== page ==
The role of thrombin in central nervous system activity and stroke
Background. Thrombin is a key factor of hemostasis, mediating the conversion of fibrinogen into fibrin. Along with prothrombin, of which thrombin is the active derivative, it has been found locally expressed in the central nervous system. This article aims to describe the role of thrombin in the normal functioning of the central nervous system and stroke.
Methods. In this mini-review, the specialized databases Medscape, PubMed, and Web of Science, from the years 2003-2018, were used to find relevant documents by using MeSH terms: ”thrombin” and ”stroke”.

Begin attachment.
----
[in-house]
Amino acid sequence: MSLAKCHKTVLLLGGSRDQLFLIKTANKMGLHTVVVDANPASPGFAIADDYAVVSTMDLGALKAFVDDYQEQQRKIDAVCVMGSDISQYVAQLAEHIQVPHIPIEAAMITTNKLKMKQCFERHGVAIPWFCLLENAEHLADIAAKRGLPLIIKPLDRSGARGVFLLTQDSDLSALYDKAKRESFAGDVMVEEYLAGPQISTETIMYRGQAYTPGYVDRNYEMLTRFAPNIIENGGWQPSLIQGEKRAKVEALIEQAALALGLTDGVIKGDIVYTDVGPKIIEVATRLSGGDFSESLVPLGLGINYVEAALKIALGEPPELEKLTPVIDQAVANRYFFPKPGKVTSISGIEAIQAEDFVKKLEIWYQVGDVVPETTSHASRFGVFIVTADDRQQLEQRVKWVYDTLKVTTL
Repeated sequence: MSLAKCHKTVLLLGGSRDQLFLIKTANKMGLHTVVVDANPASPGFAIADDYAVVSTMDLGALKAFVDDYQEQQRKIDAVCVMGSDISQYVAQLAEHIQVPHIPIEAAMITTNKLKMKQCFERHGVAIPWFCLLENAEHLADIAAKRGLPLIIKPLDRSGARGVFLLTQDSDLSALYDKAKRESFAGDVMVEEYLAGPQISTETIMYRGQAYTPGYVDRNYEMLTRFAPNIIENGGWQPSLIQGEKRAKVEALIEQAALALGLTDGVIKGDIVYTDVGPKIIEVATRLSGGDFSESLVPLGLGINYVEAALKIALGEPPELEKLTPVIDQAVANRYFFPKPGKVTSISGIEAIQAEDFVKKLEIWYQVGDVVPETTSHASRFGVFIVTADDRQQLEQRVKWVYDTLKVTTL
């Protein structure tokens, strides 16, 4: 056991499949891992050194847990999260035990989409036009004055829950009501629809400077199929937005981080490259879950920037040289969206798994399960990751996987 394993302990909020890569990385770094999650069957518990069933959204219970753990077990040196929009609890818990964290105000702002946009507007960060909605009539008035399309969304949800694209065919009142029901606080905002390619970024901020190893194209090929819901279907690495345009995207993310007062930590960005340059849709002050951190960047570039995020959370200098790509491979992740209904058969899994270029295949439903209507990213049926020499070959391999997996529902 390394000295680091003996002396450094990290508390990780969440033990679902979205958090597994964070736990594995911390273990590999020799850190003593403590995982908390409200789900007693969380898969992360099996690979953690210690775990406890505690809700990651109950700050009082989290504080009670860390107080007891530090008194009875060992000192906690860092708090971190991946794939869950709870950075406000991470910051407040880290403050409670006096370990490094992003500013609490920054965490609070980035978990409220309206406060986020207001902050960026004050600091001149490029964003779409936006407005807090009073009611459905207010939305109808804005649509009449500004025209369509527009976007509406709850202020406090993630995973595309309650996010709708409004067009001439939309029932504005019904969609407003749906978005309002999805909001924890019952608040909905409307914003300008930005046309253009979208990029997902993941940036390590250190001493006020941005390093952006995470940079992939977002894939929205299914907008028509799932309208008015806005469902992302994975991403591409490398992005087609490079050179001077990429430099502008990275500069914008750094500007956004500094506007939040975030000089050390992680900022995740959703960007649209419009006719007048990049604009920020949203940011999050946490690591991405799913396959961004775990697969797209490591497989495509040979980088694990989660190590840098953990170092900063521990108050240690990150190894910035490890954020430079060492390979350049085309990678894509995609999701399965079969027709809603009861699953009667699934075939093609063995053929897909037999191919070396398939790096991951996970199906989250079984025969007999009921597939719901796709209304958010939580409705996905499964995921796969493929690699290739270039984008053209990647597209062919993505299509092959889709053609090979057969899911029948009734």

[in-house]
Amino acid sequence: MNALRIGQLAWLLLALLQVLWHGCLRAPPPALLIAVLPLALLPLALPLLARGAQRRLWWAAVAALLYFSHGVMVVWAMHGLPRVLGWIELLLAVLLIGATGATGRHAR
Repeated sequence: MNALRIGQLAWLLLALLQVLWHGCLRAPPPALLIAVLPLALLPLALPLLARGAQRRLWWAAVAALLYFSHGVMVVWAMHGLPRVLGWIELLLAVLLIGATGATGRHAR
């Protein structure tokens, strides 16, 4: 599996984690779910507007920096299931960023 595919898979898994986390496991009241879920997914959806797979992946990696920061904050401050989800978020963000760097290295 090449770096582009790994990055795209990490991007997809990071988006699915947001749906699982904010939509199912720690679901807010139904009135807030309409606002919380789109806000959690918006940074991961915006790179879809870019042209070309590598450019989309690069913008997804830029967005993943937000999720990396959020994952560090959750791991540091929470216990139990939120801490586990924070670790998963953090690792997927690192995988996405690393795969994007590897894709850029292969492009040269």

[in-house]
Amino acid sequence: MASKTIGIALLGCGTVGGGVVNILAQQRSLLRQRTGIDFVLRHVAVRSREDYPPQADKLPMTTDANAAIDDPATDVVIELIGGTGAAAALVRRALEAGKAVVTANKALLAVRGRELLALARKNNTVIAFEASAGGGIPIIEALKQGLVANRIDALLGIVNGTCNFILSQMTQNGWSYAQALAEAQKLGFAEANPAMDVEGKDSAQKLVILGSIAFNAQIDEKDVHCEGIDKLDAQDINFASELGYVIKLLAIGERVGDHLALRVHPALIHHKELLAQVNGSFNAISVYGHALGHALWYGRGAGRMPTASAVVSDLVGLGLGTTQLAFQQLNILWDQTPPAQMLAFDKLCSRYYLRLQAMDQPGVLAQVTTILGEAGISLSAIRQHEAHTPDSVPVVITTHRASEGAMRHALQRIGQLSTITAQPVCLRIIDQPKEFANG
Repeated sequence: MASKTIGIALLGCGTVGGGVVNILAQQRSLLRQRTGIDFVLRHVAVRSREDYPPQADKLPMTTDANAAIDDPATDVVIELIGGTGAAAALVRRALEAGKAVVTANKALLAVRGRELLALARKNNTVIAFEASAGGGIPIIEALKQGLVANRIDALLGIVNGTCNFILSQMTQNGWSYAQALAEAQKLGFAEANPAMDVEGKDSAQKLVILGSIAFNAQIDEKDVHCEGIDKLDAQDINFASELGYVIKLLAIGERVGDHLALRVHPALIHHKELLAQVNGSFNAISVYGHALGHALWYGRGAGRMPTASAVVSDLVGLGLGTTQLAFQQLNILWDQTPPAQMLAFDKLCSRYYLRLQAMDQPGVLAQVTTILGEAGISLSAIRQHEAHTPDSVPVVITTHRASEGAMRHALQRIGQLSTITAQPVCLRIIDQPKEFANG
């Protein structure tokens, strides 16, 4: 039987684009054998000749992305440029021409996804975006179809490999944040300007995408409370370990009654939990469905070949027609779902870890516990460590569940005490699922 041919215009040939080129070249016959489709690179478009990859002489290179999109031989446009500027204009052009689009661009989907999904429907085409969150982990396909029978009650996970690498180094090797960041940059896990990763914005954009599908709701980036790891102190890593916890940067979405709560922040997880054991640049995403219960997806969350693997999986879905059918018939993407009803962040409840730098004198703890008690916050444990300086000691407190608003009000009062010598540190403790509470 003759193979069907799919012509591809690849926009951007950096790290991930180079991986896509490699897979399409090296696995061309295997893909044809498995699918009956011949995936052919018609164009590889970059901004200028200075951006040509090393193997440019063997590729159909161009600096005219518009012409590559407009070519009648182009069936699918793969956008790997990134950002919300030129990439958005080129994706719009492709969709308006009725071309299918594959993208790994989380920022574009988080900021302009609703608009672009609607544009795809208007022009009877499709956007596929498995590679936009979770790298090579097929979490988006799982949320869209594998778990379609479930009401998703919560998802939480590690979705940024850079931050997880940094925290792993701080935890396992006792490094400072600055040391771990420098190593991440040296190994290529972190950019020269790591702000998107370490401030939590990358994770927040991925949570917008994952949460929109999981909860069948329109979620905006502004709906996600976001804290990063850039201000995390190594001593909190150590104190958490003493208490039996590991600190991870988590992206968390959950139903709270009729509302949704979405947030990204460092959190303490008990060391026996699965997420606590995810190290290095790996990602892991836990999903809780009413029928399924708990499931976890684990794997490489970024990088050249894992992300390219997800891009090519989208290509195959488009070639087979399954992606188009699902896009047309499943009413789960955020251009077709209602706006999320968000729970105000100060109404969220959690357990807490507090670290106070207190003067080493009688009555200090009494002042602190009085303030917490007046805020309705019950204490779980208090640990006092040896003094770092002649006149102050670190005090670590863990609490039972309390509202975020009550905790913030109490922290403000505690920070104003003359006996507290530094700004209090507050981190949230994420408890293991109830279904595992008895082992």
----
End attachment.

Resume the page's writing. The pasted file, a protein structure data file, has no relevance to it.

Results. Prothrombin and thrombin influence neural development, protection and regeneration, thrombin being a relatively strong regulating factor of brain function. However, high levels of thrombin are detrimental to neuronal health, and cause atherosclerotic plaque development and instability - a leading cause of cerebral infarction. In stroke, thrombin promotes direct cellular toxicity, vascular disruption, oxidative stress and inflammatory response. There is a direct correlation between thrombin activity in the affected brain hemisphere and the infarction volume. Direct acting thrombin inhibitors, like dabigatran, significantly decrease the risk of ischemic stroke.
Conclusion. Further studies on the correlation between thrombin levels, generation and activity and the risk and recurrence of ischemic cerebral stroke should give new insight on this association, resulting in an optimized practical therapeutic approach.